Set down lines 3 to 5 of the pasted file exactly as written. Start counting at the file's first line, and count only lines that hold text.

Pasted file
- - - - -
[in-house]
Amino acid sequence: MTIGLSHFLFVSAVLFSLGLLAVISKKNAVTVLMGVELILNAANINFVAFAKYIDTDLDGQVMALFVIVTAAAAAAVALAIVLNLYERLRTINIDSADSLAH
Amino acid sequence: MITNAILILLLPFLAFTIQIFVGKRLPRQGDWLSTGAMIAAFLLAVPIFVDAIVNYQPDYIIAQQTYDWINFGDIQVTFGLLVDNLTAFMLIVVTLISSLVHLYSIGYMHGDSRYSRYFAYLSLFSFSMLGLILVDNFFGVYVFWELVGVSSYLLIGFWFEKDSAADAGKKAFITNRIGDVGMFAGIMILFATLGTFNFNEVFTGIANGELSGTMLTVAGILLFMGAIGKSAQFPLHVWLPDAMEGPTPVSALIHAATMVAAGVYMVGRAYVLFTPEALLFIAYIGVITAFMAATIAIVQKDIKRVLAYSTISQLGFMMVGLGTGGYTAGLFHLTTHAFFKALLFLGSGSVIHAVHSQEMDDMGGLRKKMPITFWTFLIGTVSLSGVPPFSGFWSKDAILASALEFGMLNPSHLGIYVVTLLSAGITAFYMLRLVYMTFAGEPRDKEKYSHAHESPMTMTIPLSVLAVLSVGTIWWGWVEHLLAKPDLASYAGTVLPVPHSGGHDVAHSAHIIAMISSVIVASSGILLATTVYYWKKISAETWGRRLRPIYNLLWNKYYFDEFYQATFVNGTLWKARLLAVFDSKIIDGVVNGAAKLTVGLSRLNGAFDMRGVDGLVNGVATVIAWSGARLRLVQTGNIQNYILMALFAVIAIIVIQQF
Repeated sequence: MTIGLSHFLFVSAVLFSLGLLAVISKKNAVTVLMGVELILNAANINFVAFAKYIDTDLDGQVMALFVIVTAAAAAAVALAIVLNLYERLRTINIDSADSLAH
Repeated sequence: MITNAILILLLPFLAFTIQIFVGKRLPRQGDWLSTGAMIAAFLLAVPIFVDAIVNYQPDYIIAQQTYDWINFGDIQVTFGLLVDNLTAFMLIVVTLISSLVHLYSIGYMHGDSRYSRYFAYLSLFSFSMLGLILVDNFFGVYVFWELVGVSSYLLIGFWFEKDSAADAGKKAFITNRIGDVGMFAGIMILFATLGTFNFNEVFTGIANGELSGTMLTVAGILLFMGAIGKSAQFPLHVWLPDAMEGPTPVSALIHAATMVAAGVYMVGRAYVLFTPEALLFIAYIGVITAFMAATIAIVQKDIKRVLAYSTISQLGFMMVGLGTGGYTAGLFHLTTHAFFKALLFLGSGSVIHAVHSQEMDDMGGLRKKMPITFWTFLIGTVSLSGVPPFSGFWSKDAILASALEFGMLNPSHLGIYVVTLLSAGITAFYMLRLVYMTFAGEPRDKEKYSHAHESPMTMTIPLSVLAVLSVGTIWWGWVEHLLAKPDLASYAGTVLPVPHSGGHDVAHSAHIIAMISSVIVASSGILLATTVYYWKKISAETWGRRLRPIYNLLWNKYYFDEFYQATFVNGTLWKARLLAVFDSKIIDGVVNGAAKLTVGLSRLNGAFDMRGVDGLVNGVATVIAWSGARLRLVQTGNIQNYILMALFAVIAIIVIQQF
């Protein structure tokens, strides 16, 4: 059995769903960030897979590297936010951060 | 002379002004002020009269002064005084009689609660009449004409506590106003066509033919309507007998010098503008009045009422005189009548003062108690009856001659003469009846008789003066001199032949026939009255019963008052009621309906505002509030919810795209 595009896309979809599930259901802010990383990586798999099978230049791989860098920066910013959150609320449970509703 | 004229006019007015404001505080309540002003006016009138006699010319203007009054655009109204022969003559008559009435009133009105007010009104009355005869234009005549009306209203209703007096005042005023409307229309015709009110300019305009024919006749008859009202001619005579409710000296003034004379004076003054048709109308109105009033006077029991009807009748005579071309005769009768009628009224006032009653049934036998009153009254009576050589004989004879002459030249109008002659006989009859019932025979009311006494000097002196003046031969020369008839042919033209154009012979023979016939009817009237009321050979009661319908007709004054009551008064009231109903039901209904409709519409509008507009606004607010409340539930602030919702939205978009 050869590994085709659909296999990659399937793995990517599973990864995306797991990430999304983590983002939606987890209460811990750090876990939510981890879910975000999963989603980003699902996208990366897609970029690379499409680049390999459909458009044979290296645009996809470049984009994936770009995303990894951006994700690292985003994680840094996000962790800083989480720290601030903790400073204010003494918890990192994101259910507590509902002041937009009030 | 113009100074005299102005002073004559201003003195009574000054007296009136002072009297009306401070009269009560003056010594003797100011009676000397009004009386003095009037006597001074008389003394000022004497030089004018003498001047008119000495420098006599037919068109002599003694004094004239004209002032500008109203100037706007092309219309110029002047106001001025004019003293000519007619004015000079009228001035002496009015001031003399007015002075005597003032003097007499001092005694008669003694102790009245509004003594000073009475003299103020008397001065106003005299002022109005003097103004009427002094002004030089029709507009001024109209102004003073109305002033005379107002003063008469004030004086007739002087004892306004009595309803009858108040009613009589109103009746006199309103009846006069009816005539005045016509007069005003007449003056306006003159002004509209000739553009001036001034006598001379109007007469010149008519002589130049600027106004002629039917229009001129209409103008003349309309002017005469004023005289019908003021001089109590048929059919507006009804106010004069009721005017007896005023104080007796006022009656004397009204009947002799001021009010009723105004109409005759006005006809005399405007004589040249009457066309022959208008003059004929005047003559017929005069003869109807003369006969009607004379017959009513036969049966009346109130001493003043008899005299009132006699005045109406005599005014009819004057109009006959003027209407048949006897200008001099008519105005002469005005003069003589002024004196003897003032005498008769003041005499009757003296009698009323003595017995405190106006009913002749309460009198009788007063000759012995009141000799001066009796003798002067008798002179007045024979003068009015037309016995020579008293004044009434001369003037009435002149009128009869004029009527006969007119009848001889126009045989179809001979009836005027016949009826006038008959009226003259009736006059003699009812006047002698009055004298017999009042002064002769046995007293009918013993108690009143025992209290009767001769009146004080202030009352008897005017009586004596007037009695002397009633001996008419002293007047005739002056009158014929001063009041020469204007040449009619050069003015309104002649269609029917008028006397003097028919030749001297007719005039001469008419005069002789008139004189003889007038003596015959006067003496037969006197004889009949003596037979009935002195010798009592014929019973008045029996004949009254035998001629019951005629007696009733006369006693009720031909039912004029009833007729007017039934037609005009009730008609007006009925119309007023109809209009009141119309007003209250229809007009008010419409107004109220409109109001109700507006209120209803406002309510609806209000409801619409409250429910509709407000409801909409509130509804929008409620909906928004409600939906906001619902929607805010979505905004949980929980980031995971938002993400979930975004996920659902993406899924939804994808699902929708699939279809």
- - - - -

Amino acid sequence: MITNAILILLLPFLAFTIQIFVGKRLPRQGDWLSTGAMIAAFLLAVPIFVDAIVNYQPDYIIAQQTYDWINFGDIQVTFGLLVDNLTAFMLIVVTLISSLVHLYSIGYMHGDSRYSRYFAYLSLFSFSMLGLILVDNFFGVYVFWELVGVSSYLLIGFWFEKDSAADAGKKAFITNRIGDVGMFAGIMILFATLGTFNFNEVFTGIANGELSGTMLTVAGILLFMGAIGKSAQFPLHVWLPDAMEGPTPVSALIHAATMVAAGVYMVGRAYVLFTPEALLFIAYIGVITAFMAATIAIVQKDIKRVLAYSTISQLGFMMVGLGTGGYTAGLFHLTTHAFFKALLFLGSGSVIHAVHSQEMDDMGGLRKKMPITFWTFLIGTVSLSGVPPFSGFWSKDAILASALEFGMLNPSHLGIYVVTLLSAGITAFYMLRLVYMTFAGEPRDKEKYSHAHESPMTMTIPLSVLAVLSVGTIWWGWVEHLLAKPDLASYAGTVLPVPHSGGHDVAHSAHIIAMISSVIVASSGILLATTVYYWKKISAETWGRRLRPIYNLLWNKYYFDEFYQATFVNGTLWKARLLAVFDSKIIDGVVNGAAKLTVGLSRLNGAFDMRGVDGLVNGVATVIAWSGARLRLVQTGNIQNYILMALFAVIAIIVIQQF
Repeated sequence: MTIGLSHFLFVSAVLFSLGLLAVISKKNAVTVLMGVELILNAANINFVAFAKYIDTDLDGQVMALFVIVTAAAAAAVALAIVLNLYERLRTINIDSADSLAH
Repeated sequence: MITNAILILLLPFLAFTIQIFVGKRLPRQGDWLSTGAMIAAFLLAVPIFVDAIVNYQPDYIIAQQTYDWINFGDIQVTFGLLVDNLTAFMLIVVTLISSLVHLYSIGYMHGDSRYSRYFAYLSLFSFSMLGLILVDNFFGVYVFWELVGVSSYLLIGFWFEKDSAADAGKKAFITNRIGDVGMFAGIMILFATLGTFNFNEVFTGIANGELSGTMLTVAGILLFMGAIGKSAQFPLHVWLPDAMEGPTPVSALIHAATMVAAGVYMVGRAYVLFTPEALLFIAYIGVITAFMAATIAIVQKDIKRVLAYSTISQLGFMMVGLGTGGYTAGLFHLTTHAFFKALLFLGSGSVIHAVHSQEMDDMGGLRKKMPITFWTFLIGTVSLSGVPPFSGFWSKDAILASALEFGMLNPSHLGIYVVTLLSAGITAFYMLRLVYMTFAGEPRDKEKYSHAHESPMTMTIPLSVLAVLSVGTIWWGWVEHLLAKPDLASYAGTVLPVPHSGGHDVAHSAHIIAMISSVIVASSGILLATTVYYWKKISAETWGRRLRPIYNLLWNKYYFDEFYQATFVNGTLWKARLLAVFDSKIIDGVVNGAAKLTVGLSRLNGAFDMRGVDGLVNGVATVIAWSGARLRLVQTGNIQNYILMALFAVIAIIVIQQF